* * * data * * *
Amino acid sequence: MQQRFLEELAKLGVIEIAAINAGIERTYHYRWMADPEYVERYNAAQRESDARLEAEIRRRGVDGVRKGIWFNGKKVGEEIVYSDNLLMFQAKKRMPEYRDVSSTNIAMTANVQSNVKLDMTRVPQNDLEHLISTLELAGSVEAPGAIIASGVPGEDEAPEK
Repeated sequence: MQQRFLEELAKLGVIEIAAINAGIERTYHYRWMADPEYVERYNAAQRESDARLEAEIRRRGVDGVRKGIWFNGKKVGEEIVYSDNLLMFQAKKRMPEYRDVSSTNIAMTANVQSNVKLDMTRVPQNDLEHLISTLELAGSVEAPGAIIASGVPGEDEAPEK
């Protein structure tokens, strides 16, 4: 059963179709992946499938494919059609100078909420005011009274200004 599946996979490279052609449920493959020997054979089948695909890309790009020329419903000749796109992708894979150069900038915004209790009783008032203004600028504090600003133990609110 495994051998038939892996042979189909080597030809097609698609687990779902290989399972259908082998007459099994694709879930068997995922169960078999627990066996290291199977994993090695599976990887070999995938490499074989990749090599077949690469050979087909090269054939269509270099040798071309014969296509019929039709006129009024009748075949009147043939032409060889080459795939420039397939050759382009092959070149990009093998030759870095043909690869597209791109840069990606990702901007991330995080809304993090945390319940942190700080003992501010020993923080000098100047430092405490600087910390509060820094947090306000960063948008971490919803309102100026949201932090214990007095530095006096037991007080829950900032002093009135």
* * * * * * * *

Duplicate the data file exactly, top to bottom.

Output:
Amino acid sequence: MQQRFLEELAKLGVIEIAAINAGIERTYHYRWMADPEYVERYNAAQRESDARLEAEIRRRGVDGVRKGIWFNGKKVGEEIVYSDNLLMFQAKKRMPEYRDVSSTNIAMTANVQSNVKLDMTRVPQNDLEHLISTLELAGSVEAPGAIIASGVPGEDEAPEK
Repeated sequence: MQQRFLEELAKLGVIEIAAINAGIERTYHYRWMADPEYVERYNAAQRESDARLEAEIRRRGVDGVRKGIWFNGKKVGEEIVYSDNLLMFQAKKRMPEYRDVSSTNIAMTANVQSNVKLDMTRVPQNDLEHLISTLELAGSVEAPGAIIASGVPGEDEAPEK
């Protein structure tokens, strides 16, 4: 059963179709992946499938494919059609100078909420005011009274200004 599946996979490279052609449920493959020997054979089948695909890309790009020329419903000749796109992708894979150069900038915004209790009783008032203004600028504090600003133990609110 495994051998038939892996042979189909080597030809097609698609687990779902290989399972259908082998007459099994694709879930068997995922169960078999627990066996290291199977994993090695599976990887070999995938490499074989990749090599077949690469050979087909090269054939269509270099040798071309014969296509019929039709006129009024009748075949009147043939032409060889080459795939420039397939050759382009092959070149990009093998030759870095043909690869597209791109840069990606990702901007991330995080809304993090945390319940942190700080003992501010020993923080000098100047430092405490600087910390509060820094947090306000960063948008971490919803309102100026949201932090214990007095530095006096037991007080829950900032002093009135």